Minneapolis Public Schools are revealing more details of a settlement with students who were taught by unqualified teachers at Broadway High School. Some students also lost credits towards graduation when the district changed core credits to electives.
The settlement announced yesterday affects 657 students who attended the high school, which served pregnant teens and teens with children. Students will be eligible to access some of the $404,934 compensation fund set up by the district as a result of a class action lawsuit. The money can be spent on educational costs.
MPR News spoke with Minneapolis Public Schools Assistant General Counsel Cedrick Frazier about the settlement, which is posted in edited form below.
MPR News: When will the settlement be filed?
Cedrick Frazier: We’re in the process for filing now. Last check, documents have been submitted for filing. They’re being processed at the moment. Then after that we’ll be assigned a judge.
We’re hoping by the end of this calendar year that the settlement will be approved. At the beginning of the calendar year for 2014, we’ll send notices out. Then the students will be able to begin the process of accessing the funds.
MPR News: There are quite a few students eligible for this. How are you going to track them all down and let them know that this money is available?
Frazier: We have their last known address from the time they were enrolled at the district. We will send the notice along with the settlement terms to those last known addresses. They do have the potential to opt out if they would like or to challenge the settlement.
We’ll also provide public notice in media publications like the Star Tribune, Insight News, Spokesman-Recorder and other media outlets.
MPR News: Many of these Broadway students were already struggling to stay in school with kids or dealing with pregnancy. Other than the money, how much guidance will the district be providing those who were knocked off course?
Frazier: They’ll also be able to access our education counseling services here at the district, as well as they can use the resources to access external educational services for guidance as well.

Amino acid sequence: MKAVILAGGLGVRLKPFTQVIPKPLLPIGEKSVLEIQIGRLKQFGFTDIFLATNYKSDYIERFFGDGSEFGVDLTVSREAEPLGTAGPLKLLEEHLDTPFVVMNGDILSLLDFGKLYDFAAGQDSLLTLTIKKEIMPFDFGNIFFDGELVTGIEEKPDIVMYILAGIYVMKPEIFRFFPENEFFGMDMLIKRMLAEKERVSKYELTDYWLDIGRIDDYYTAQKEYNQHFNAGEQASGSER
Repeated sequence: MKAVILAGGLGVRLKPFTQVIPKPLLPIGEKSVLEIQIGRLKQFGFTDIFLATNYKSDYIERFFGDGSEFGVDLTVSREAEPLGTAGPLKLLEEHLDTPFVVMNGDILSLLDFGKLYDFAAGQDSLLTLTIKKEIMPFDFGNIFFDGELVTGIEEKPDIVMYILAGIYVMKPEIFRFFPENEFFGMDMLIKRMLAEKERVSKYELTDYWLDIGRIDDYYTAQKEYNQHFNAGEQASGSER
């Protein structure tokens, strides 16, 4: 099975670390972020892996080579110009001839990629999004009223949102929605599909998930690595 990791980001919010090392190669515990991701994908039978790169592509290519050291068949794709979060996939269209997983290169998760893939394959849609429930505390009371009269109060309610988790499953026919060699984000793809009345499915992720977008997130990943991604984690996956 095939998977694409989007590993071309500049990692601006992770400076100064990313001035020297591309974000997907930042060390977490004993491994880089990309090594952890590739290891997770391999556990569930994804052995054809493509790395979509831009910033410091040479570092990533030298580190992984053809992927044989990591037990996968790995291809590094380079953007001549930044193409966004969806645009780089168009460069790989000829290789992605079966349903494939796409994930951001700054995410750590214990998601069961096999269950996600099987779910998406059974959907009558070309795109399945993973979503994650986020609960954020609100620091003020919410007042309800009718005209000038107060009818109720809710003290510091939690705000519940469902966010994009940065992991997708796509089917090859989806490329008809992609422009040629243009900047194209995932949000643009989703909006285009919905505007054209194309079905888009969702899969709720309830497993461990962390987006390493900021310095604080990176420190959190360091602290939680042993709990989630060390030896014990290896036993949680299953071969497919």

MPR News: There were 657 students potentially impacted here, do we know how many have already completed high school?
Frazier: There have been some. We’re still compiling some of that information.
As you know this is a transient population, meaning that quite a few of these students were in and out of the program, meaning they were enrolled and possibly dropped out. Or they were enrolled at the Broadway program and maybe transitioned into a more traditional high school setting. It’s taking some time to track to see where each student ended up.
[When] we learned of the incident and did an investigation and put parameters in place to correct everything. Knowing that we had to reclassify some core credits with elective credits, at that time we did implement some compensatory programs to allow students to reclaim the credits that had been reclassified. Some students did take advantage of that. And we do know that quite a few of those students graduated.
Those programs were simply extended day programs, so you could start classes at zero hour [before first period] and take some extra courses, or you could extend your day past the traditional day for that program and take other courses. We also offered Saturday courses, and we also offered at-home counseling for students as well.
MPR News: What action did the district take against the administrators who were in charge of the school at the time?
Frazier: The only action in the district we learned would happen and the only action was that there was a resignation of the coordinator at the time. Some of the individuals who were employed at the time since then have left the district.
MPR News: How has the district changed how Broadway High School functions?
Frazier: The program was fresh-started, revamped, new teachers, new administrator. And this was back when we learned about the situation.
Currently we’re making sure that we’re diligent about doing audits internally to make sure that all classes are taught by licensed instructors, or instructors who are required to teach those courses, and make sure that students are taking the correct courses they need to transition to graduation.
Because of certain funds we get from the state, we’ve been audited by the Department of Education. Those audits have come back very positive, in fact I believe that one audit noted that Broadway school was one of the programs that showed a significant increase in math scores
MPR News: What steps is the district taking to prevent similar things from happening at other schools?
Frazier: Similar to what we’re doing at Broadway, constant monitoring. We have our HR department that does a monthly audit to make sure that everyone is appropriately licensed in the areas they’re supposed to teach.